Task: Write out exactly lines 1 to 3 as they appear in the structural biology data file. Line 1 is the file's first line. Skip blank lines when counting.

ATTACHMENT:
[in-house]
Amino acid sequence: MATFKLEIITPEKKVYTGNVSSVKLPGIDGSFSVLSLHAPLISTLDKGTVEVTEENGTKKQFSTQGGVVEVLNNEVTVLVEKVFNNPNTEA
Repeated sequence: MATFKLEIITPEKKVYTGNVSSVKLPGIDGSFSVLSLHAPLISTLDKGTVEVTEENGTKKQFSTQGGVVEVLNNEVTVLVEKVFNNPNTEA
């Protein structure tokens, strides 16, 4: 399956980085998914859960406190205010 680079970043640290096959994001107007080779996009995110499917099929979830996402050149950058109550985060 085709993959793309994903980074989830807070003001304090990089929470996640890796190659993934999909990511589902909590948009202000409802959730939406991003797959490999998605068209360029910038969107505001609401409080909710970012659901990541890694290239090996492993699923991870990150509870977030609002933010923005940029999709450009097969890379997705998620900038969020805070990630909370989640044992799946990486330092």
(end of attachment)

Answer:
[in-house]
Amino acid sequence: MATFKLEIITPEKKVYTGNVSSVKLPGIDGSFSVLSLHAPLISTLDKGTVEVTEENGTKKQFSTQGGVVEVLNNEVTVLVEKVFNNPNTEA
Repeated sequence: MATFKLEIITPEKKVYTGNVSSVKLPGIDGSFSVLSLHAPLISTLDKGTVEVTEENGTKKQFSTQGGVVEVLNNEVTVLVEKVFNNPNTEA